Maine Department of Corrections
McLean Hospital and its Deconstructing Stigma team have forged a partnership with the Maine Department of Corrections (MEDOC) to address mental health stigma concerns among the offender population and the correctional staff.
Prison systems across the United States are often on the front lines of delivering mental health care. With approximately 35 percent of incarcerated men and women in local jails and state prisons estimated to have a serious mental illness—equaling approximately 383,000 individuals nationwide—correctional officers play a critical role in delivering care to inmates. They are often the first to identify mental health concerns and respond to health problems.
While prison staff work to ensure inmates receive the mental health care they need, corrections officers—like many first responders—are hesitant to seek care for themselves. The mental health crisis among prison workers is a silent epidemic, with more than 19 percent suffering from post-traumatic stress disorder and the risk of suicide being 39 percent higher for corrections officers than for all other professions combined.
MEDOC and McLean Hospital, which has a long-standing commitment to improving the lives of individuals affected by psychiatric disorders, are partnering to address the needs of inmates and prison staff. Through this Deconstructing Stigma collaboration we are building greater awareness of psychiatric disorders and compassion for individuals with mental illness, while delivering high-quality education and training.
Men’s Prison – Warren, Maine
A recent study found that prison employees have a rate of PTSD roughly equivalent to war veterans who have served tours in Iraq and Afghanistan. While the rate of PTSD, alcoholism, and depression is alarmingly high among corrections officers and prison staff, few seek out mental health services before a crisis occurs. The Maine State Prison (MSP), which houses male inmates, and we are seeking to address this issue and in the fall of 2018, launched an initiative focused on developing an awareness campaign and curriculum designed to reduce mental health stigma among corrections officers. As part of this work, we have expanded the Deconstructing Stigma campaign to include compelling stories of MSP staff—including Warden Randall Liberty, who openly discusses his own struggle with PTSD, trainings for prison staff with McLean Hospital mental health clinicians from our LEADER program, the development of toolkits, and access to local and regional mental health resources. In addition, McLean has recorded several gripping podcasts live from the prison.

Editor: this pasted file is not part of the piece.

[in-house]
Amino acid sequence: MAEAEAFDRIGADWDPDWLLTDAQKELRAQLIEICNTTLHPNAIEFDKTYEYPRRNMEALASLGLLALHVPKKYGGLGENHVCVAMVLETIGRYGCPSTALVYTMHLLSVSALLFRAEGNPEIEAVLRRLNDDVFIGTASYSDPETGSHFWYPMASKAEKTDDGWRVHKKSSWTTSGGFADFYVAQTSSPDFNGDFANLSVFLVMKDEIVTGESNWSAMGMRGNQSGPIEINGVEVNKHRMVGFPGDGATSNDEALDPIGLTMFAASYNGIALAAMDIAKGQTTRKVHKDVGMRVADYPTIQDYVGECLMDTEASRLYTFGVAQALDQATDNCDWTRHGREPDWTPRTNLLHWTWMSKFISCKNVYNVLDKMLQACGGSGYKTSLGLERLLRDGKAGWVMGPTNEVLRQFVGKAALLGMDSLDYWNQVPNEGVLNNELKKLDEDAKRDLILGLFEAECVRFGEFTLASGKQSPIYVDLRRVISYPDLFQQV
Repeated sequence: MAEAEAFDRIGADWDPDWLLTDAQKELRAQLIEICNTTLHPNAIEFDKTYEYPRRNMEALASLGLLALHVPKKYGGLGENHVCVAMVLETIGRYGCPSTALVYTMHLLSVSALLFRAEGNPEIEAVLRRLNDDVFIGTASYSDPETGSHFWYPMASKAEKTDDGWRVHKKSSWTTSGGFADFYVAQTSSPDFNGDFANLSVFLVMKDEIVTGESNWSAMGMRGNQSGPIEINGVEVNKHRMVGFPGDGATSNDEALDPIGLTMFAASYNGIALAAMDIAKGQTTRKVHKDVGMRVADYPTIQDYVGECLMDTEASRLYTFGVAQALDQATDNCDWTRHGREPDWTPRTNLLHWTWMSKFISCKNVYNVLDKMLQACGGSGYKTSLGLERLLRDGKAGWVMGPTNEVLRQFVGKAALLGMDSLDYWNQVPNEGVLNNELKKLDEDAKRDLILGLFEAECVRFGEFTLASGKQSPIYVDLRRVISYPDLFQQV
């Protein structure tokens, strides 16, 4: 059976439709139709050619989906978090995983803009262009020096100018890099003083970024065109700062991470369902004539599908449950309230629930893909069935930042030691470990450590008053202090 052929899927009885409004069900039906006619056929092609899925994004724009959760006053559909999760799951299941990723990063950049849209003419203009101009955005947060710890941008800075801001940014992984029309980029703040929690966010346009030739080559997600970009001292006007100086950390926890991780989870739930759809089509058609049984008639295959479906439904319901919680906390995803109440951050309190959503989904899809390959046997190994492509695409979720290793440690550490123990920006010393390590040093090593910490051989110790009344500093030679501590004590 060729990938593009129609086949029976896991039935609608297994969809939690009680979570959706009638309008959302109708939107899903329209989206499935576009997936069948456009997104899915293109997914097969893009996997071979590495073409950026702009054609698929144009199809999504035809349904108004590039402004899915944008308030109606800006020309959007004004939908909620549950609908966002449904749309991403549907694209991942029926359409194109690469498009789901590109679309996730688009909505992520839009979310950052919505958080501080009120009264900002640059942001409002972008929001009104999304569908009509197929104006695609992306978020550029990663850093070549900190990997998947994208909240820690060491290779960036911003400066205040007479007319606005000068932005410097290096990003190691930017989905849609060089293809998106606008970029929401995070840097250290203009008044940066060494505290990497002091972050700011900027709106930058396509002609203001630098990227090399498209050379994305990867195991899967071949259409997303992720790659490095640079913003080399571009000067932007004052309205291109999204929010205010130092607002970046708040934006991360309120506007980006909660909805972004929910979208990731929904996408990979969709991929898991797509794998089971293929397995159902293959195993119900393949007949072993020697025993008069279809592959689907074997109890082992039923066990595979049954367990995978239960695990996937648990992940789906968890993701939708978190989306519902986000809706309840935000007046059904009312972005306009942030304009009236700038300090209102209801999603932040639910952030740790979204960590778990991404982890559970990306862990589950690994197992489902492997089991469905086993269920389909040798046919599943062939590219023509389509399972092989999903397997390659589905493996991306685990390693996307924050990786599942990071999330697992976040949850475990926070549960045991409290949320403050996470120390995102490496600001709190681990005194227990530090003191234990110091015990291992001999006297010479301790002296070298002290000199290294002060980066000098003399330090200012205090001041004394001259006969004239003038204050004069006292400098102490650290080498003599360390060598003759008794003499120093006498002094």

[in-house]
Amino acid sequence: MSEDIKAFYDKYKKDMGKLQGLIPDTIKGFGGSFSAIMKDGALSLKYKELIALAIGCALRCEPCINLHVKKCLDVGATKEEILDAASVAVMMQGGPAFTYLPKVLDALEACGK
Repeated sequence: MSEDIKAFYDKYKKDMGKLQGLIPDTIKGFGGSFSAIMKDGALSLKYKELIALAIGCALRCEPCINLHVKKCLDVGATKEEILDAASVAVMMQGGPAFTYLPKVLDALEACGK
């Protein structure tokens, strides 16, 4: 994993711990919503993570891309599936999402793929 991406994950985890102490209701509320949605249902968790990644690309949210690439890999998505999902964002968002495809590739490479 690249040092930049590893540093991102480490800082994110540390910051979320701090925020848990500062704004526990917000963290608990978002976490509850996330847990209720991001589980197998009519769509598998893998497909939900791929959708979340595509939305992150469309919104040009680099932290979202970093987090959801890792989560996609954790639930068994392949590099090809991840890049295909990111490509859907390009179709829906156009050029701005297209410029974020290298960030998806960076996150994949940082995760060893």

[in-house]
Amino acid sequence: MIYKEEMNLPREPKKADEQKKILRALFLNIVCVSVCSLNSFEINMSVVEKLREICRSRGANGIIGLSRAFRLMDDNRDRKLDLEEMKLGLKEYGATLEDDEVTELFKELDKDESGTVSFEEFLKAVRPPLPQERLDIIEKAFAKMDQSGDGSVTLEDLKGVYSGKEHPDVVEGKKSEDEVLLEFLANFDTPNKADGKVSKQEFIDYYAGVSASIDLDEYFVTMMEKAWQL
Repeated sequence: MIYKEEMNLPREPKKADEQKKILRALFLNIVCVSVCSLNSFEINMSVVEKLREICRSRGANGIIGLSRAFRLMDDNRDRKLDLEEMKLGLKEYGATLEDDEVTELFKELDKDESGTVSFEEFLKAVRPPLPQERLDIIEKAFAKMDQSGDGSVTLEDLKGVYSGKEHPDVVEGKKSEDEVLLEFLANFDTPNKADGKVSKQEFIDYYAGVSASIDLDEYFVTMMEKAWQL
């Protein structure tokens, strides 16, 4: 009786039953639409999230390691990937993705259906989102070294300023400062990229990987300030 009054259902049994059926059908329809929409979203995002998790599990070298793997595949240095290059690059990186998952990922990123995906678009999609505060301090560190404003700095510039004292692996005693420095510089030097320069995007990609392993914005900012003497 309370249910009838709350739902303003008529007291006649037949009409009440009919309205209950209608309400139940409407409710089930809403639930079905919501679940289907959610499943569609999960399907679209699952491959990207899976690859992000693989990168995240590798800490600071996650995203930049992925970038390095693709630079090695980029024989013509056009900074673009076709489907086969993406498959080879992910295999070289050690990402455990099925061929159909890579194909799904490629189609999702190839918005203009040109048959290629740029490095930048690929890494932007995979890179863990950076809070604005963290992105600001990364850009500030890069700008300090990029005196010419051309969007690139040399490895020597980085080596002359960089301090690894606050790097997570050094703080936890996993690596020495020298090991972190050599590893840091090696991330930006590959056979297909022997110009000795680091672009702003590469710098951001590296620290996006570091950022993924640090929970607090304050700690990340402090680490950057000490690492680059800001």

Facts About Prison Staff Mental Health
- There are 434,870 correctional officers in the United States, and in a recent study, 19 percent of those surveyed reported symptoms that were severe enough to be diagnosed as PTSD
- Prison staff have the highest rates of mental illness, sleep disorders, and physical health issues of all US workers
- Approximately a quarter of prison employees routinely experience serious threats to themselves or their families
- Almost half of prison employees have witnessed co-workers being seriously injured by inmates, and more than half have witnessed an inmate dying or encountered an inmate who recently died, and the vast majority have dealt with inmates who have been recently beaten and/or sexually assaulted
- Reported depression rates were significantly higher among corrections officers than in the general population
- The risk of suicide is 39 percent higher for corrections officers than all other professions combined
Women’s Prison – Windham, Maine
Nearly 90 percent of the women incarcerated in the Maine Correctional Center: Women’s Center have experienced trauma, including physical, sexual, and verbal abuse. As a result, these women have lived their lives struggling with untreated depression, anxiety, substance use, eating disorders, and issues related to LGBTQ mental health. Through our collaboration with the prison staff, we are bringing the stories of hope and resiliency found in its Deconstructing Stigma campaign to the prison. By sharing these stories on the prison walls and in electronic form, in combination with educational outreach programming, we are working toward improving the conversation around mental health and encouraging inmates to seek treatment that will have a positive and lasting impact on their lives.
Facts About Prisoner Mental Health
- 1.2 million individuals living with mental illness sit in jail and prison each year
- 6 out of 10 of the states with the least access to mental health care also have the highest rates of incarceration
- The most common illnesses were major depression, bipolar disorder, and schizophrenia and psychotic disorders
- 20 percent of males and 25 percent of females have severe psychiatric symptoms
- Nearly a quarter of inmates who had a mental health problem, compared to a fifth of those without, had served three or more prior incarcerations
- Data suggests that as many as 80 percent of incarcerated women meet the criteria for at least one lifetime psychiatric disorder
- 12 percent of women in the general population have symptoms of a psychiatric disorder, compared to 73 percent of females in state prison, 61 percent in federal prison, and 75 percent in local jails